UN Declares Man-Made Famine in South Sudan
On Monday, the United Nations formally declared a famine in parts of South Sudan, saying that the civil war and the collapse of the economy have left 100,000 people facing starvation. As many as a million more are on the verge of it. Now the UN urges the international community to act fast, as the number of people at the brink of starvation will rise to an estimated 5.5 million in July, which is the peak lean season.
“Famine has become a tragic reality in parts of South Sudan and our worst fears have been realised. Many families have exhausted every means they have to survive,” said Serge Tissot, a representative for The Food and Agriculture Organization of the United Nations (FAO) in South Sudan. He added that most of the affected families are farmers who had their land and agriculture disrupted by the armed conflicts. People have had to rely on what little food they can find.
— UNICEF (@UNICEF) February 20, 2017
This is the first declared famine since 2011 in Somalia, when more than a quarter of a million people are believed to have succumbed to starvation between October 2010 and April 2012. Expectations were high that South Sudan, the world’s youngest country that gained independence from Sudan in 2011, was going to prosper because of ample oil in the area. But the new country is also home to over 60 different ethnic groups and the conflicts didn’t end with their independence.
— FAO Newsroom (@FAOnews) February 20, 2017
Malnutrition is a public health emergency in South Sudan and armed fighting, displacement, and poor access to health services have aggravated the situation. According to UNICEF, more than a million children are already malnourished and many will die unless they get immediate help. And to make matters worse, the crisis could have been prevented: “This famine is man-made,” said Joyce Luma, Country Director at World Food Programme, WFP. She added:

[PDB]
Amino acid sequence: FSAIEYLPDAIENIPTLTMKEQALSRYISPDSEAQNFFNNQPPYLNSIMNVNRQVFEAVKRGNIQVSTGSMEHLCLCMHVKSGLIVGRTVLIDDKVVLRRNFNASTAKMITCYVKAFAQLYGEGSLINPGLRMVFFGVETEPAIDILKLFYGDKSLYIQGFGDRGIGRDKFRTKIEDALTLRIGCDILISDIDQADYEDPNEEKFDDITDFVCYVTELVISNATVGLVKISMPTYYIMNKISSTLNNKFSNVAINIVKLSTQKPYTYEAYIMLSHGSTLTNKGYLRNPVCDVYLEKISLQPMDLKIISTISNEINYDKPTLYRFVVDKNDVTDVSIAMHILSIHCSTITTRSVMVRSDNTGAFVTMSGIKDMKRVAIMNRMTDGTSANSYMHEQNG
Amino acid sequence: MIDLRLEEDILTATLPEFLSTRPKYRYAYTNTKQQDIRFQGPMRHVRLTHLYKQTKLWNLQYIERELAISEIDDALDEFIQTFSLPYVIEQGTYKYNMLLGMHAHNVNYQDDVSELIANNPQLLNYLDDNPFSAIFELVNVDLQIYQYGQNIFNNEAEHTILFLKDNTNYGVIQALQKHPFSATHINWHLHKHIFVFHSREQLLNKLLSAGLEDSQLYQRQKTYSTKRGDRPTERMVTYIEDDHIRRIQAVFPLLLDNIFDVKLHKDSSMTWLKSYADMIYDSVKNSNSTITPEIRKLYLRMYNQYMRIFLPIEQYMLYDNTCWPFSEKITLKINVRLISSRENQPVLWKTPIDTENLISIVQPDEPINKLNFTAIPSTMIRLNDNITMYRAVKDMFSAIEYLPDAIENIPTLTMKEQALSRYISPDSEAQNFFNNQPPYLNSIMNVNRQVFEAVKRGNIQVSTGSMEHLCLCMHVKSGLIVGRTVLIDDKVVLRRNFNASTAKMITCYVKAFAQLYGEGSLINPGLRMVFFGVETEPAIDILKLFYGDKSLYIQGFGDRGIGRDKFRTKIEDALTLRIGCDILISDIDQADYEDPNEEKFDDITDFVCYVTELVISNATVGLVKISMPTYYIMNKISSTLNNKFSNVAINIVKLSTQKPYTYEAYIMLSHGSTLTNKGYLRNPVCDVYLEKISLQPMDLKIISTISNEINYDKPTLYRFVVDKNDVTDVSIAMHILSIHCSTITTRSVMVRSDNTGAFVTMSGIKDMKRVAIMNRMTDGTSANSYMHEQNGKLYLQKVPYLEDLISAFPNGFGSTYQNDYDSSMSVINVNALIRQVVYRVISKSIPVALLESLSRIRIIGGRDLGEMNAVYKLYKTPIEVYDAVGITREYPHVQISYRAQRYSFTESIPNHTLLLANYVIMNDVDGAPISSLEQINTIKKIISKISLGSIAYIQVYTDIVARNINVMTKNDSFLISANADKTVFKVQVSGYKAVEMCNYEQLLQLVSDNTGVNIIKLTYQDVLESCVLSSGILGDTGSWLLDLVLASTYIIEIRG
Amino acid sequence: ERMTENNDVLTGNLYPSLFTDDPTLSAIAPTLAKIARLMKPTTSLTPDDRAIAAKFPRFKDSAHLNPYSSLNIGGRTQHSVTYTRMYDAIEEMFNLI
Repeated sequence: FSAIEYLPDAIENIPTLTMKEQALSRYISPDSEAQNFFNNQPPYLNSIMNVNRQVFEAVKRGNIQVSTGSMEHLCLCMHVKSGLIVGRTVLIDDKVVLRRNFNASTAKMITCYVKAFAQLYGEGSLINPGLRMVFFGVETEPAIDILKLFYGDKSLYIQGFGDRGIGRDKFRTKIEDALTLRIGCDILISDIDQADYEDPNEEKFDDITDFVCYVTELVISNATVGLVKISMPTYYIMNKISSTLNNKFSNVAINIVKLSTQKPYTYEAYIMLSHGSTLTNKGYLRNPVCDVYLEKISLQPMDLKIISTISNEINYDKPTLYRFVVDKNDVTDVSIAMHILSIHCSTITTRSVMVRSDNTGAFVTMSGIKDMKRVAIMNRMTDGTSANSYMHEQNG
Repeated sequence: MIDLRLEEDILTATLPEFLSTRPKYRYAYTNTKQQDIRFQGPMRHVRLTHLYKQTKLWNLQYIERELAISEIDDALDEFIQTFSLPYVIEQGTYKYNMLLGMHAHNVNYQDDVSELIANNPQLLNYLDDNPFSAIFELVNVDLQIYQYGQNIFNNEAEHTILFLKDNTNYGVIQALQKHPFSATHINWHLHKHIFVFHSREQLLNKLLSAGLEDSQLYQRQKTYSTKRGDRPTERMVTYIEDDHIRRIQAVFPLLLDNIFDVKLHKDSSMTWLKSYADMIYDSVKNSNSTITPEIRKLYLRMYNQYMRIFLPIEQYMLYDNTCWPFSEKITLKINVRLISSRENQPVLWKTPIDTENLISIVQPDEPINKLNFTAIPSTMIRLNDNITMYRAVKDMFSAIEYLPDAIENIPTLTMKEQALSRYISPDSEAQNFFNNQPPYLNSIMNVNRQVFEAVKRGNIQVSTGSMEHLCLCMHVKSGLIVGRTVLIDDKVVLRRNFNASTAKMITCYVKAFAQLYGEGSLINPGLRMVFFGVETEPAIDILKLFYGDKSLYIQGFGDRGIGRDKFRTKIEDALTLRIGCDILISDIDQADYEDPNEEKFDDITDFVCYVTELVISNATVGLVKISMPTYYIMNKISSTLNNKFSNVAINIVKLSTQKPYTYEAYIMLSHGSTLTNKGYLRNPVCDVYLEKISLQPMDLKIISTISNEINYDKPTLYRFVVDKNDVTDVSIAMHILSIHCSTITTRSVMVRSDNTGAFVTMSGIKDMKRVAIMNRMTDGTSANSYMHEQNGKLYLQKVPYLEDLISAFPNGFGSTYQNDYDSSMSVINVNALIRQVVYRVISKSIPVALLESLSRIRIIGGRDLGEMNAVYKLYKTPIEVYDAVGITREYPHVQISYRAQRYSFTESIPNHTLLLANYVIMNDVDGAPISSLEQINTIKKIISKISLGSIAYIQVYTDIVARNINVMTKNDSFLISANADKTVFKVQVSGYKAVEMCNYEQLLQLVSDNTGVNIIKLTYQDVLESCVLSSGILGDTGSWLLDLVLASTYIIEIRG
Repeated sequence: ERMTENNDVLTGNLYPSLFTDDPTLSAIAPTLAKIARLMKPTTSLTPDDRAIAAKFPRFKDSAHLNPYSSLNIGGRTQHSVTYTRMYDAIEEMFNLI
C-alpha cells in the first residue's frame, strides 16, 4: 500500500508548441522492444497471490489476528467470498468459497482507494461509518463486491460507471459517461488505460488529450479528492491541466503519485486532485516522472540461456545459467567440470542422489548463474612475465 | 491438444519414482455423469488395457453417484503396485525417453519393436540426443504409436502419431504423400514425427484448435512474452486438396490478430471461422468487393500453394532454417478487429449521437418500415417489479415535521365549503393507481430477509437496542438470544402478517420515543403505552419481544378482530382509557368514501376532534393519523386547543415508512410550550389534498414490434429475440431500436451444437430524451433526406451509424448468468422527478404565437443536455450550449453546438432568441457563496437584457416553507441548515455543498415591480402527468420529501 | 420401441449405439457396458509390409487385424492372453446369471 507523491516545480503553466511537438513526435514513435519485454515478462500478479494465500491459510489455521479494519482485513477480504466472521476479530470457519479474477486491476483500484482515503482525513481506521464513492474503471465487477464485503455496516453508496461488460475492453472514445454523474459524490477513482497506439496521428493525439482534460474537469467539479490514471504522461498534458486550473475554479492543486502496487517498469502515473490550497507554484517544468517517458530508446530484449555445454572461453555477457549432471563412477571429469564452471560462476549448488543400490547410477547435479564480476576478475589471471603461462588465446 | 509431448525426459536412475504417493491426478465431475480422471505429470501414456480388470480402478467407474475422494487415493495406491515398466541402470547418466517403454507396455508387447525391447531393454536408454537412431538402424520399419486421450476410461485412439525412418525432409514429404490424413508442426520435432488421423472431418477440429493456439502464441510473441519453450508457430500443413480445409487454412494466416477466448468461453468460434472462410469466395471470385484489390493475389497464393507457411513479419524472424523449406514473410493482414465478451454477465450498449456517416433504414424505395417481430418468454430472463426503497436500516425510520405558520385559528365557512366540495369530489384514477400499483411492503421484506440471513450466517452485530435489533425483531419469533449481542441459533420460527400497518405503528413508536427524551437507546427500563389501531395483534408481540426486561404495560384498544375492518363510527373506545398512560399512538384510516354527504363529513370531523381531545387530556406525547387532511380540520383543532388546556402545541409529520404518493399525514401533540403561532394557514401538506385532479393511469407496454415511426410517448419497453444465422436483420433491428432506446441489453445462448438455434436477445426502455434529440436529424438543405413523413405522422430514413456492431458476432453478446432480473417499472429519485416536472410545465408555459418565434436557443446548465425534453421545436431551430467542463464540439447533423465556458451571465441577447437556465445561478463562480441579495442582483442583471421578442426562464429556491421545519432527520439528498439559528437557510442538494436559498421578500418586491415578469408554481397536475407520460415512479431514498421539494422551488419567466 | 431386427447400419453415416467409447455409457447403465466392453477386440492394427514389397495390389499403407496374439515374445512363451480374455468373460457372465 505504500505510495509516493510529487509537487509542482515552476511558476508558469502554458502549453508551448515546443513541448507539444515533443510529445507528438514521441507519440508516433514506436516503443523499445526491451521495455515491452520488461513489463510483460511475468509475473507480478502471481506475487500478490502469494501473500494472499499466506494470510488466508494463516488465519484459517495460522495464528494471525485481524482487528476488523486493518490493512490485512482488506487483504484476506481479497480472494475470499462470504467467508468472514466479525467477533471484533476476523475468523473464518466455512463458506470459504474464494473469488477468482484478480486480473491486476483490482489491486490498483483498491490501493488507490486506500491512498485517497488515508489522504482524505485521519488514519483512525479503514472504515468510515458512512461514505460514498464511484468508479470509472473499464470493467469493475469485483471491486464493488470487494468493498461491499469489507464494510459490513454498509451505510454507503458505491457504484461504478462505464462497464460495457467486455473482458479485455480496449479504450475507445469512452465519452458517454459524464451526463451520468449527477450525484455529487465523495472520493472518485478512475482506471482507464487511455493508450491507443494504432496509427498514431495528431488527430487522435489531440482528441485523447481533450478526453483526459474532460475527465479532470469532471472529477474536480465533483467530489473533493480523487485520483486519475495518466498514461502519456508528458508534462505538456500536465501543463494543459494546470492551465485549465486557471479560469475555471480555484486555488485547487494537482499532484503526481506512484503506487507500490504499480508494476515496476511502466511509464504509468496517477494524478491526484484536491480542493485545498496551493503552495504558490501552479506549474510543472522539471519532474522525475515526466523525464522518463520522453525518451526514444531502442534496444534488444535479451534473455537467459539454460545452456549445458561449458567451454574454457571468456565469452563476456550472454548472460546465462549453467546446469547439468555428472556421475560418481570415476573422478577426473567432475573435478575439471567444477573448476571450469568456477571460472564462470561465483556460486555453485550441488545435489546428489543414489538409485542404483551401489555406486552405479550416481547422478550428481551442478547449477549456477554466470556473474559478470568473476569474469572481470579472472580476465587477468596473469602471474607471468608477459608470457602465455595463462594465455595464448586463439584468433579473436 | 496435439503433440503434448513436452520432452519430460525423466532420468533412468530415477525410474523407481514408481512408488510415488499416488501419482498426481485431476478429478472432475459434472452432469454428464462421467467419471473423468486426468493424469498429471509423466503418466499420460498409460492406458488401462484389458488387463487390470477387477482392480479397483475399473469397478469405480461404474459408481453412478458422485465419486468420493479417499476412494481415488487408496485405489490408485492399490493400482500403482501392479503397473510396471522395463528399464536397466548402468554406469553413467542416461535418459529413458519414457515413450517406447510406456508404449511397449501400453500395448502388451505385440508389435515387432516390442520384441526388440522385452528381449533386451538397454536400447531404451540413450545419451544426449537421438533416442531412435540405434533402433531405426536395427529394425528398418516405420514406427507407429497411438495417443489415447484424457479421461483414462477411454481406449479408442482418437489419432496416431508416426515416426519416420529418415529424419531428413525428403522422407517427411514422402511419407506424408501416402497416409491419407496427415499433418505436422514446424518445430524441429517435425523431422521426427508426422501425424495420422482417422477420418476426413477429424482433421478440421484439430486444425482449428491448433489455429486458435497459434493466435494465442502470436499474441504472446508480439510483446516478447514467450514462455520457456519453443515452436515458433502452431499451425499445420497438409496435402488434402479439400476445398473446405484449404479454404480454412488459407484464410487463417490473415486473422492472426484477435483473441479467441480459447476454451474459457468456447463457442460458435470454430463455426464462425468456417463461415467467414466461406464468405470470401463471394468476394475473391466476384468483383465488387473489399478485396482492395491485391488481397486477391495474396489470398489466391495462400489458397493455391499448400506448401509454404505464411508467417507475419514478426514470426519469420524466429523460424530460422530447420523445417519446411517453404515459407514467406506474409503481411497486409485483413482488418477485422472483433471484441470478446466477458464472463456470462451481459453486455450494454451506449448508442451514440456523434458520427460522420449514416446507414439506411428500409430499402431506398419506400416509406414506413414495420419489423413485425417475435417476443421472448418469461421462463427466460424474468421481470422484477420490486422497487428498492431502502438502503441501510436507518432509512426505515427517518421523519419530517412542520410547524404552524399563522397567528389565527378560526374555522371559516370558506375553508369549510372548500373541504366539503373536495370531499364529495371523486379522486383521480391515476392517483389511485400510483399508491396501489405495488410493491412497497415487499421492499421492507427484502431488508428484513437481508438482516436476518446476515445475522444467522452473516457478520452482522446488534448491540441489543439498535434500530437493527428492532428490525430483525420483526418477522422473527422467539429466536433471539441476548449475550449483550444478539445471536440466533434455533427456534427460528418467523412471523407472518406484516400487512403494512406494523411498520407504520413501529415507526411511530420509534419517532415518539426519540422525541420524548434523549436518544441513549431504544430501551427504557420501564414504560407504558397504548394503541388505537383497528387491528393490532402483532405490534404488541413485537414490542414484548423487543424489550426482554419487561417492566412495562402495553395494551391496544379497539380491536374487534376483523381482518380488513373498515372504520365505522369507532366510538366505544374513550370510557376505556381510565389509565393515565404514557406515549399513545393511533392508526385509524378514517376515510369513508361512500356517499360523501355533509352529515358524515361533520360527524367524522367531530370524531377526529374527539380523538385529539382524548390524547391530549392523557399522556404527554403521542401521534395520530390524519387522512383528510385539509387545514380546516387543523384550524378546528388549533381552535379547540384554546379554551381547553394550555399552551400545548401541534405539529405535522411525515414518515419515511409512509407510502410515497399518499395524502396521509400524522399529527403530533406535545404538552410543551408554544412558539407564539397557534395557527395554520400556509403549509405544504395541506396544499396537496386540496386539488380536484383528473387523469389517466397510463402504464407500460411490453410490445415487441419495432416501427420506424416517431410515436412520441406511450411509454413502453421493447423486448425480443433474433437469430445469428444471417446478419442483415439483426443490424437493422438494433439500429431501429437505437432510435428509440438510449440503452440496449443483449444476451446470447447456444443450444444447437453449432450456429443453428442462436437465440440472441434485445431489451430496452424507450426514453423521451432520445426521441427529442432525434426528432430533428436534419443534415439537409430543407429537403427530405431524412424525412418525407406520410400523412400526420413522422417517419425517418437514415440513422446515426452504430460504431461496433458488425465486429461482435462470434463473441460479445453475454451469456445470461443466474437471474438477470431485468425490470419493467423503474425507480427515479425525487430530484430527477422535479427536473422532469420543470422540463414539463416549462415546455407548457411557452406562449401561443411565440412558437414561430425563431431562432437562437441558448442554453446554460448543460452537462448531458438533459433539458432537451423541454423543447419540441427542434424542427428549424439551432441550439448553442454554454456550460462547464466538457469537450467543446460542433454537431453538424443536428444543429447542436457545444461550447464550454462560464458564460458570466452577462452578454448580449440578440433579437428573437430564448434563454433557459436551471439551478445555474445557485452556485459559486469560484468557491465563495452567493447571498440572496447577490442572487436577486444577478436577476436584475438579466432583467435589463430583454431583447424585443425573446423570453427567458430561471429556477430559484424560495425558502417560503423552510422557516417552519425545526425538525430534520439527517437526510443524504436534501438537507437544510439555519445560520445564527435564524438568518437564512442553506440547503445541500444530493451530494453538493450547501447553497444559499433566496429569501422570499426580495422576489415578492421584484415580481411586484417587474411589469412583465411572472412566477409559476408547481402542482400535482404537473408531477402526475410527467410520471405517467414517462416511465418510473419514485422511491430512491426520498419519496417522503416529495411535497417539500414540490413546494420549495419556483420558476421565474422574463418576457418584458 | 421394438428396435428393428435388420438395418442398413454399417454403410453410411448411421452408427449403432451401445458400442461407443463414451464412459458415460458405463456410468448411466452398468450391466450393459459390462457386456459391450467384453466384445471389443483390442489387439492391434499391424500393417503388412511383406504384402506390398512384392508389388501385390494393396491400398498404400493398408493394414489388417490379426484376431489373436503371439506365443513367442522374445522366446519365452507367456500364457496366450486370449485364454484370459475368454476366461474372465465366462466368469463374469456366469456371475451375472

WFP and the entire humanitarian community have been trying with all our might to avoid this catastrophe, mounting a humanitarian response of a scale that quite frankly would have seemed impossible three years ago. But we have also warned that there is only so much that humanitarian assistance can achieve in the absence of meaningful peace and security, both for relief workers and the crisis-affected people they serve.
Another contributing factor to the severity of the situation is serious inflation and a devaluation of the currency by 800 percent in the past year, resulting in food prices rising ten-fold. It has also been reported that President Salva Kiir’s government has been blocking humanitarian aid to certain areas.